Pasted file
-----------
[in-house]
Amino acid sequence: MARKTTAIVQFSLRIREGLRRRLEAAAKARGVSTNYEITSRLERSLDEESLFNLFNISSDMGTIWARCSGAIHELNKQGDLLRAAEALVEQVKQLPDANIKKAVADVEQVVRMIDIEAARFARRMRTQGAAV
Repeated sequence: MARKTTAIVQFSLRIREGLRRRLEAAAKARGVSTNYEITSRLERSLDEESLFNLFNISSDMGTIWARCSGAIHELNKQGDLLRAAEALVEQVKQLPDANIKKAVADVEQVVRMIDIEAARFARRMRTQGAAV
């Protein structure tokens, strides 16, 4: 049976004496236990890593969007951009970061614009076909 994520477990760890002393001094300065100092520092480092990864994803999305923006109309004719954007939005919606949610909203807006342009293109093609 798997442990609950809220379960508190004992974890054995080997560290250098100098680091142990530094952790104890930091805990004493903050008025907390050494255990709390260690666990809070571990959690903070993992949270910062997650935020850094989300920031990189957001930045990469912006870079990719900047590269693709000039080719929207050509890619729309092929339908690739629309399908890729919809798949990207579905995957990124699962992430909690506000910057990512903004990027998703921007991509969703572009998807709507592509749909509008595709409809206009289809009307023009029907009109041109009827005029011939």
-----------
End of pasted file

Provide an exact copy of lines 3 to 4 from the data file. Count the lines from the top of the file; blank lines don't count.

Repeated sequence: MARKTTAIVQFSLRIREGLRRRLEAAAKARGVSTNYEITSRLERSLDEESLFNLFNISSDMGTIWARCSGAIHELNKQGDLLRAAEALVEQVKQLPDANIKKAVADVEQVVRMIDIEAARFARRMRTQGAAV
């Protein structure tokens, strides 16, 4: 049976004496236990890593969007951009970061614009076909 994520477990760890002393001094300065100092520092480092990864994803999305923006109309004719954007939005919606949610909203807006342009293109093609 798997442990609950809220379960508190004992974890054995080997560290250098100098680091142990530094952790104890930091805990004493903050008025907390050494255990709390260690666990809070571990959690903070993992949270910062997650935020850094989300920031990189957001930045990469912006870079990719900047590269693709000039080719929207050509890619729309092929339908690739629309399908890729919809798949990207579905995957990124699962992430909690506000910057990512903004990027998703921007991509969703572009998807709507592509749909509008595709409809206009289809009307023009029907009109041109009827005029011939």